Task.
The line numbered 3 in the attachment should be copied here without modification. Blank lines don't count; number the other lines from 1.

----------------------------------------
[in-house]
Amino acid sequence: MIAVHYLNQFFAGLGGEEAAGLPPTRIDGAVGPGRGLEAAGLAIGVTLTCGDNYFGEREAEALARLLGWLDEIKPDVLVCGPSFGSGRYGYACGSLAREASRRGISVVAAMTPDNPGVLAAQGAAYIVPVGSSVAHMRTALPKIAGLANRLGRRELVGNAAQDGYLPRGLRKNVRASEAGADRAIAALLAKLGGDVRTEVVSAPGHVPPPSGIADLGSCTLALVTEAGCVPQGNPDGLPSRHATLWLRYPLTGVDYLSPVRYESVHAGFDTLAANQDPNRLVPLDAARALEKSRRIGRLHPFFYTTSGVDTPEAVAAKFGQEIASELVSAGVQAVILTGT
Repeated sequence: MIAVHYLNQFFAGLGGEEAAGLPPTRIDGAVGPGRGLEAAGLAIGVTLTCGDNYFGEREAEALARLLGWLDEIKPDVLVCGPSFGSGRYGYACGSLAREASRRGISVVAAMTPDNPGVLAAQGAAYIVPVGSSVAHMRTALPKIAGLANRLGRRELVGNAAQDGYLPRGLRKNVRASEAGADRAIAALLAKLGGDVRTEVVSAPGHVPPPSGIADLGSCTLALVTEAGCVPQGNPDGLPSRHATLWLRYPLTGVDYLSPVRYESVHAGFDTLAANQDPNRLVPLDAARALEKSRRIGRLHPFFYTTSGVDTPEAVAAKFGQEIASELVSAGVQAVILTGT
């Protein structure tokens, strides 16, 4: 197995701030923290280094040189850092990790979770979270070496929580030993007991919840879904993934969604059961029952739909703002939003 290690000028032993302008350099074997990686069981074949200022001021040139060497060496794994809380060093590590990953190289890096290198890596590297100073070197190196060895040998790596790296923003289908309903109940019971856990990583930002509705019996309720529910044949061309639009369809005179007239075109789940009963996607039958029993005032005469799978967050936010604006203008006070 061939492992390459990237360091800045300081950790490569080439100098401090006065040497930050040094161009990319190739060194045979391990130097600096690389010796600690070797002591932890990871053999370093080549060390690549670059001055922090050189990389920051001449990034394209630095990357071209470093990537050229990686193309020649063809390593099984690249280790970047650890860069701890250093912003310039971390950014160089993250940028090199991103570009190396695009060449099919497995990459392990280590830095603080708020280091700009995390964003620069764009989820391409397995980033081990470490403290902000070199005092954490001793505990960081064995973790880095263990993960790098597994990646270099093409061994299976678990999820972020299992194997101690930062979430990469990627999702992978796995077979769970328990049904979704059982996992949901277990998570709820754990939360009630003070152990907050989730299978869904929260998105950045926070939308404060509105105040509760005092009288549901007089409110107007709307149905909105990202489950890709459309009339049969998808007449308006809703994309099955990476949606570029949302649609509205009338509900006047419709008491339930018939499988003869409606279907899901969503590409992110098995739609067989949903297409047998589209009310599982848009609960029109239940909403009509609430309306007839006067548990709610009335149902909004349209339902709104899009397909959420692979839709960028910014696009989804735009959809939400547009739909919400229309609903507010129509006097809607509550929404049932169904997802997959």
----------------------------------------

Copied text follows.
Repeated sequence: MIAVHYLNQFFAGLGGEEAAGLPPTRIDGAVGPGRGLEAAGLAIGVTLTCGDNYFGEREAEALARLLGWLDEIKPDVLVCGPSFGSGRYGYACGSLAREASRRGISVVAAMTPDNPGVLAAQGAAYIVPVGSSVAHMRTALPKIAGLANRLGRRELVGNAAQDGYLPRGLRKNVRASEAGADRAIAALLAKLGGDVRTEVVSAPGHVPPPSGIADLGSCTLALVTEAGCVPQGNPDGLPSRHATLWLRYPLTGVDYLSPVRYESVHAGFDTLAANQDPNRLVPLDAARALEKSRRIGRLHPFFYTTSGVDTPEAVAAKFGQEIASELVSAGVQAVILTGT